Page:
Missouri health officials say they plan to renew the abortion license of Planned Parenthood’s midtown Kansas City clinic now that the clinic has secured an abortion provider.
The Department of Health and Senior Services had allowed the facility’s license to expire on Aug. 10 after its previous abortion physician left. The department said it was impossible to verify compliance with the state’s legal requirements without a physician on the premises.
In a statement Tuesday, Randall Williams, the department’s director said, “Now that Planned Parenthood has met the requirement of having a physician to perform abortions, the Department anticipates that the facility’s license will be forthcoming. Ensuring regulatory compliance is a key component of our fundamental mission to protect health and keep people safe.”
The midtown clinic only offers medication abortions, a procedure involving the administration of two pills. One is typically taken at the facility and the other is taken later at home. The procedure is considered to be extremely safe.
Emily Wales, legal counsel and director of compliance at Planned Parenthood Great Plains, which operates the midtown facility, said she was pleased to get a response from the department but it's still forcing the facility to jump through various hoops.
"Our understanding is that the department is actually requiring additional hurdles, including an in-person meeting with our new provider, even though we know that they've met and interacted with that provider as recently as a few weeks ago at our other facility (in Columbia)," Wales said.
"What it means for us and for our patients is that it's an additional delay with someone they already know who is a high-quality provider and we're sort of still evaluating what our next steps we're going to be."
KCUR reported last week that the department said it had been unable to conduct a complete inspection of the facility at 1001 Emanuel Cleaver II Blvd. in June because its previous abortion provider had left. The department told Planned Parenthood that, as a result, it would have to start the inspection process from scratch, even though the clinic had obtained a new abortion provider in the interim.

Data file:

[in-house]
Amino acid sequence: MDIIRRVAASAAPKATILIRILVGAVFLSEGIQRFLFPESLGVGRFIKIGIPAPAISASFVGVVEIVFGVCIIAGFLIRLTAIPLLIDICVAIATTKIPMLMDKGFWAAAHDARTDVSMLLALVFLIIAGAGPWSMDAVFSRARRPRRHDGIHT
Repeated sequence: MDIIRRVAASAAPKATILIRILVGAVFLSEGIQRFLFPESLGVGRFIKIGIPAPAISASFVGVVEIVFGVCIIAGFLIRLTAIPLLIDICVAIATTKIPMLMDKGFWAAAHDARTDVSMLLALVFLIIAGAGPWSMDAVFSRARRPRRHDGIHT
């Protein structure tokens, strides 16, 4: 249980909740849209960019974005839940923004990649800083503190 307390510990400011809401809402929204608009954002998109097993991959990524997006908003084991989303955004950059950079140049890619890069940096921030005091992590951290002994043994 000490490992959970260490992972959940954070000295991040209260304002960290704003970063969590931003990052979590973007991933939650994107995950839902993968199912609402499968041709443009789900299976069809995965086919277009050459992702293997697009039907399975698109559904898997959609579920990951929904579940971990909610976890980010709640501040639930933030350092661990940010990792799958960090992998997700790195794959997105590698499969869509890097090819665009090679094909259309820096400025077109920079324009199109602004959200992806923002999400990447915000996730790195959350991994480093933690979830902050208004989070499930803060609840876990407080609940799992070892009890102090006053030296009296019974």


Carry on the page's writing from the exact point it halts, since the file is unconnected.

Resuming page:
Missouri has enacted numerous regulations governing abortion providers. The state says the requirements are meant to ensure the safety and health of patients. Planned Parenthood says most of them are medically unnecessary and aimed at discouraging women from obtaining abortions.
One of the regulations requires medication abortion providers to have backup plans with ob-gyns who have admitting privileges at nearby hospitals. Planned Parenthood has challenged the requirement in court and the case is set to go to trial next year.
At its inspection of the midtown clinic in June, the department cited a host of deficiencies, including the alleged failure of employees to participate in annual disaster drills; dust and dirt atop the lab refrigerator and other surfaces; and staff members not qualified by state law to do so providing informed consent information to patients.
Planned Parenthood disputed many of the findings but provided a detailed plan of correction on July 30. The department had not responded when the clinic’s abortion facility license, which is good for a year, expired on Aug. 10.
In his statement, Williams said that now that the clinic has secured the services of an abortion physician, the department has accepted Planned Parenthood’s plan of correction and will perform a follow-up inspection to determine compliance.
Dan Margolies is a senior reporter and editor at KCUR. You can reach him on Twitter @DanMargolies